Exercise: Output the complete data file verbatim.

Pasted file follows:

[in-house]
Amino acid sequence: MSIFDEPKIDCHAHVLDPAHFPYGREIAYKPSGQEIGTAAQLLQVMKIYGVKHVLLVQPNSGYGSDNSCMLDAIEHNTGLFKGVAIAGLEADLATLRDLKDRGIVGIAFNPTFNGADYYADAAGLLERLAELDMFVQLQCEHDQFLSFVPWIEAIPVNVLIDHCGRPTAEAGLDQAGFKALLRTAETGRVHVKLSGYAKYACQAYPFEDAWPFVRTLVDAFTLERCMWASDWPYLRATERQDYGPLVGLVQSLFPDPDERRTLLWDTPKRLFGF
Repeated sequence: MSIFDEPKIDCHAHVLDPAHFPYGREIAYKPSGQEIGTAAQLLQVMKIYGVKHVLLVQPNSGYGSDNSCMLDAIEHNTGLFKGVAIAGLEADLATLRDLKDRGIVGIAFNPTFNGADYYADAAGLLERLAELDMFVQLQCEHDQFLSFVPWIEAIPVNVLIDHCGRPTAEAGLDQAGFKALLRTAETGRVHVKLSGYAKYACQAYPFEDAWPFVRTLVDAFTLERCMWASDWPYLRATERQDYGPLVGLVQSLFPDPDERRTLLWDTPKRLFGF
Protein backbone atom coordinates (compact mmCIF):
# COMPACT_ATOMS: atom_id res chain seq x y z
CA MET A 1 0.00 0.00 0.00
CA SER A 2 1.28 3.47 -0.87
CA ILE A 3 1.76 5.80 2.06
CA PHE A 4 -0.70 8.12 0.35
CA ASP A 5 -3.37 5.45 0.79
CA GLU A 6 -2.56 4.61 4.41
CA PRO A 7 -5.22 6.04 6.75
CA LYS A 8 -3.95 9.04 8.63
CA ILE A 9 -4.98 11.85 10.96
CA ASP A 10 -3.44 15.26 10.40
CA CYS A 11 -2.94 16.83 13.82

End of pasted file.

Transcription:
[in-house]
Amino acid sequence: MSIFDEPKIDCHAHVLDPAHFPYGREIAYKPSGQEIGTAAQLLQVMKIYGVKHVLLVQPNSGYGSDNSCMLDAIEHNTGLFKGVAIAGLEADLATLRDLKDRGIVGIAFNPTFNGADYYADAAGLLERLAELDMFVQLQCEHDQFLSFVPWIEAIPVNVLIDHCGRPTAEAGLDQAGFKALLRTAETGRVHVKLSGYAKYACQAYPFEDAWPFVRTLVDAFTLERCMWASDWPYLRATERQDYGPLVGLVQSLFPDPDERRTLLWDTPKRLFGF
Repeated sequence: MSIFDEPKIDCHAHVLDPAHFPYGREIAYKPSGQEIGTAAQLLQVMKIYGVKHVLLVQPNSGYGSDNSCMLDAIEHNTGLFKGVAIAGLEADLATLRDLKDRGIVGIAFNPTFNGADYYADAAGLLERLAELDMFVQLQCEHDQFLSFVPWIEAIPVNVLIDHCGRPTAEAGLDQAGFKALLRTAETGRVHVKLSGYAKYACQAYPFEDAWPFVRTLVDAFTLERCMWASDWPYLRATERQDYGPLVGLVQSLFPDPDERRTLLWDTPKRLFGF
Protein backbone atom coordinates (compact mmCIF):
# COMPACT_ATOMS: atom_id res chain seq x y z
CA MET A 1 0.00 0.00 0.00
CA SER A 2 1.28 3.47 -0.87
CA ILE A 3 1.76 5.80 2.06
CA PHE A 4 -0.70 8.12 0.35
CA ASP A 5 -3.37 5.45 0.79
CA GLU A 6 -2.56 4.61 4.41
CA PRO A 7 -5.22 6.04 6.75
CA LYS A 8 -3.95 9.04 8.63
CA ILE A 9 -4.98 11.85 10.96
CA ASP A 10 -3.44 15.26 10.40
CA CYS A 11 -2.94 16.83 13.82